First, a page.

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Addition of Forces

  1. Sep 15, 2004 #1
    Two adults and a child want to push a wheeled cart in the direction marked x in the figure (attached). The two adults push with horizontal forces F1 and F2 as shown in the figure (attached).

    A) Find the magnitude of the smallest force that the child should exert. You can ignore the effects of friction.
    B) Find the angle force makes with +x-direction. Take the angles positive measured counterclockwize from the +x-direction.
    C) If the child exerts the minimum force found in part (A) and in part (B) , the cart accelerates at 2.0 m/s^2 in the +x - direction. What is the weight of the cart?

    A) I was able to do this one fine by finding the x and y components of both forces and then finding the difference between the y components. No issue there.

    B) I am completely at a loss as to what exactly they want. Is it just me or is this question poorly worded, or is that just on purpose? Anyway this is where I need a hand. I've tried using the answer I found for A (a third y force, that of the child if you will) and taking the arctan of it/the total force in x. No luck there. I've tried subtracting the arctan(force of the child/Force 2 in x) from arctan(force of the child/Force 1 in x). No luck there. I've also tried adding both of the previous angles together, and still no luck.

    Can anyone offer any insight into how to approach this? I'd really appreciate it.

    As far as C is concerned I am fairly certain that once I get B I'll be able to figure it out, so that can wait... for now at least. :P

    EDIT: Forgot to attach the figure. Oops!
     

    Attached Files:

  2. jcsd
  3. Sep 15, 2004 #2

    Doc Al

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    Staff: Mentor

    Man, part B is one poorly worded problem. Are they talking about the force from part A? (Did you copy it exactly? If that's your text, you have my sympathy.) If I had to guess what they might mean in B, I would say: What is the angle that the force of the child (from part A) makes?

    In any case, the way I read the problem, parts A and C are clear enough to solve even without B.
     
  4. Sep 15, 2004 #3
    Yep. I know, it is horrid haha. I'm going to give part C a shot.
     
  5. Sep 16, 2004 #4
    As you figured out in part a, the smallest force should only require the boy to balance out the y component. In part b, I believe the question is asking for the angle this force makes with respect to the x-axis and since this force is downward, the angle should be 270. For part c, you just need to sum up forces in the x-direction and divide by the acceleration to find the mass.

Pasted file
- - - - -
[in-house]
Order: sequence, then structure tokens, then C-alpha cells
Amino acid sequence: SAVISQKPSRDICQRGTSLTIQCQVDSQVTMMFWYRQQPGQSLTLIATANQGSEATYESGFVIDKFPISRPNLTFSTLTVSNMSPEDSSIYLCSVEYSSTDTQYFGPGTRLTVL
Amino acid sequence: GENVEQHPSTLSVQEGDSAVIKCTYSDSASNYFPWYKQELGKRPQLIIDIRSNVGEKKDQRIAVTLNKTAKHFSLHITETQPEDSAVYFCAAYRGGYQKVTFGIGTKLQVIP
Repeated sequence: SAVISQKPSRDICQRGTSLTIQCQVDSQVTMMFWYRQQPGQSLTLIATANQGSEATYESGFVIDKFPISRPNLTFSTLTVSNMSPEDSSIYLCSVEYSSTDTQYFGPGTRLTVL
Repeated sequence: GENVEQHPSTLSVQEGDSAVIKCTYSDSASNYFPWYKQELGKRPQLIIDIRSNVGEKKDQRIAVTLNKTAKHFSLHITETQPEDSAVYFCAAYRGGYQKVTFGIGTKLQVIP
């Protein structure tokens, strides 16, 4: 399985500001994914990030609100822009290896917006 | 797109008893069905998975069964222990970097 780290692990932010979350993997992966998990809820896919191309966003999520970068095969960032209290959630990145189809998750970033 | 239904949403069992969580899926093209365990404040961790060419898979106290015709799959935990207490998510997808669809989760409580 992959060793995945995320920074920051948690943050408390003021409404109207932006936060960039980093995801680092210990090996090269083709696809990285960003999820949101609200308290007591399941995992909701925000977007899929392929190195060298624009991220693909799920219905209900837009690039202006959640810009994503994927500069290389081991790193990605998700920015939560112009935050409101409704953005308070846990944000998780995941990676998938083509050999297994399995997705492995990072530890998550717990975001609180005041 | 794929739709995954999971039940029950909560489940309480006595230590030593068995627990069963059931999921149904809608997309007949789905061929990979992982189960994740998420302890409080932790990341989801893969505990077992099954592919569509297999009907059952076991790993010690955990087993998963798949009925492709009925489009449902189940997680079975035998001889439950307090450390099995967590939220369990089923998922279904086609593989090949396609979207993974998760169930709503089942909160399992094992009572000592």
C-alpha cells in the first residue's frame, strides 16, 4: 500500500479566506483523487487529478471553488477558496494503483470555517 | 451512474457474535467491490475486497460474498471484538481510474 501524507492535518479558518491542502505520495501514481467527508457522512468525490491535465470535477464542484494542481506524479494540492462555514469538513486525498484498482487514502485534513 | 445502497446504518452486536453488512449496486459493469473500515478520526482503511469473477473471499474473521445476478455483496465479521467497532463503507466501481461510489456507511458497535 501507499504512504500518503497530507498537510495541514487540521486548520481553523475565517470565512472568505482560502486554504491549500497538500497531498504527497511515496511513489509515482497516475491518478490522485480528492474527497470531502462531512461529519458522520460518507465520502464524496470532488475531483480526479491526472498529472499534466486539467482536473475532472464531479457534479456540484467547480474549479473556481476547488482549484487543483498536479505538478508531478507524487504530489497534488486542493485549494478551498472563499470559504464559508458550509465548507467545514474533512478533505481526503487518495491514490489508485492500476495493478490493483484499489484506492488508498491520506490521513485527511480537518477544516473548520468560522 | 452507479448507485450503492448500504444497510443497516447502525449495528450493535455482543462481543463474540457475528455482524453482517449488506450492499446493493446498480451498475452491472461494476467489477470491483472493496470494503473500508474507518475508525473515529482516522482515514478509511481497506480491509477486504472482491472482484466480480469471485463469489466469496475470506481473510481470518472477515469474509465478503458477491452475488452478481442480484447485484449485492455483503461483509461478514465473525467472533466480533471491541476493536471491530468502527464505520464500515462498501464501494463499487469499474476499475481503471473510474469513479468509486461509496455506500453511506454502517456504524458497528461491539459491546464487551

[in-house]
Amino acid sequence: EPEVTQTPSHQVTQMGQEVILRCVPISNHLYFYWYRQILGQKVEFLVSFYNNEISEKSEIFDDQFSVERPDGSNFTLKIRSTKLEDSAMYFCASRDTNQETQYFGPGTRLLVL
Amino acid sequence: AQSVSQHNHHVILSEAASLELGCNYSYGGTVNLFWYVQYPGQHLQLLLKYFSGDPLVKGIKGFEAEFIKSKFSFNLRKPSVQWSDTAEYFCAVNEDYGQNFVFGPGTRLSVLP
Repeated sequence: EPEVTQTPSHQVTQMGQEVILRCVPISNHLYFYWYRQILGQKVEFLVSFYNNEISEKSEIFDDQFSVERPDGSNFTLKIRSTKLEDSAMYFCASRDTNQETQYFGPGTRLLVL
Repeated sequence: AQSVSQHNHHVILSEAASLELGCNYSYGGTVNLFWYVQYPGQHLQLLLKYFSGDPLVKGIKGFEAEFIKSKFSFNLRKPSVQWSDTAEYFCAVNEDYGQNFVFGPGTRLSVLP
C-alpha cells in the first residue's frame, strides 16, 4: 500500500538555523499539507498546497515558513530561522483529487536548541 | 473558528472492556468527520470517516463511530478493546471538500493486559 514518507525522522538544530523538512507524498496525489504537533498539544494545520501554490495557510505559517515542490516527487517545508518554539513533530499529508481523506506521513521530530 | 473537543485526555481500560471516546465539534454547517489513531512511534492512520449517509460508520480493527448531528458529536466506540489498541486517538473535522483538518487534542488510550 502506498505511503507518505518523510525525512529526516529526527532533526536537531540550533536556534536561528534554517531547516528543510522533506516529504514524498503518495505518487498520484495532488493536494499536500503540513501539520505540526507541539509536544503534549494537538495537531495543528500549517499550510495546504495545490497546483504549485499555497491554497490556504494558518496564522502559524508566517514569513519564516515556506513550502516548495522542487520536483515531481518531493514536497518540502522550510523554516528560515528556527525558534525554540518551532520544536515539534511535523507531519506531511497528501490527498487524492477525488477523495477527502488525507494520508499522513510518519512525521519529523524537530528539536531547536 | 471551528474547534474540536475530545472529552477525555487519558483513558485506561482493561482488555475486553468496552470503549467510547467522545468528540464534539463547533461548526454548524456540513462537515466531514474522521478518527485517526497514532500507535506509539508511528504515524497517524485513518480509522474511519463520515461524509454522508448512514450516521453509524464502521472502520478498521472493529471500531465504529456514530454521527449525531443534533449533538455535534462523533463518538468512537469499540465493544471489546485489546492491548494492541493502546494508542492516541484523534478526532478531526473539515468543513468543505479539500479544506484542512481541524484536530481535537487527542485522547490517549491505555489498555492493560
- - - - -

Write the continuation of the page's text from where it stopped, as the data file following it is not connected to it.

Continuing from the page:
6. Sep 16, 2004 #5

    Doc Al

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    part b

    That's exactly how I interpreted it.
     
  7. Sep 16, 2004 #6
    B was correct, and makes perfect sense.

    C is incorrect though as the problem is asking for the weight, not the mass. It gives the acceleration, however, there is no mass given. Since the answer it wants is the weight (in N) that leaves no purpose for the acceleration, as far as I can tell.

    If we were given mass then yes, we would need to multiply by the acceleration to find the weight. Or like you said if we were solving for mass, then divide the forces by the acceleration. That isn't the case though...

    So with that in mind I've tried totaling F1 (100N) + F2 (140N) + F3 (16.6N since its only in the Y), however that answer is wrong. I've also tried totaling just the X values (F1_x = 100 cos 60 = 50N) + (F2_x = 140 cos 30 = 121.24N) however that is wrong as well.
     
  8. Sep 16, 2004 #7
    But once you find the mass, you can calculate the weight. The net force in the x-direction causes the acceleration given. You know the relation between force, mass and acceleration, so you can solve the mass.
     
  9. Sep 16, 2004 #8
    Hi, I'm having the same problem. I have figured out parts A and B. For C, I have F = m*a, where a=2m/s^2. So, to find m I divide F (=171.24N) by a (=2m/2^2) to get 85.62 mkg. So, to find the weight in N, I'm trying to divide by the earth's acceleration 9.8m/s^2 and get 8.74N. However, This is wrong. Any help?
     
  10. Sep 16, 2004 #9
    You would want to multiply by the Earth's acceleration, not divide, as you have 85.62 for your mass, and mass * acceleration = weight.
     
  11. Sep 16, 2004 #10

    Doc Al

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    Why are you dividing mass by an acceleration?




    Edit: underthebridge beat me to it!
     
    Last edited: Sep 16, 2004
  12. Sep 16, 2004 #11
    thanks, that makes sense now that I consider units.
     
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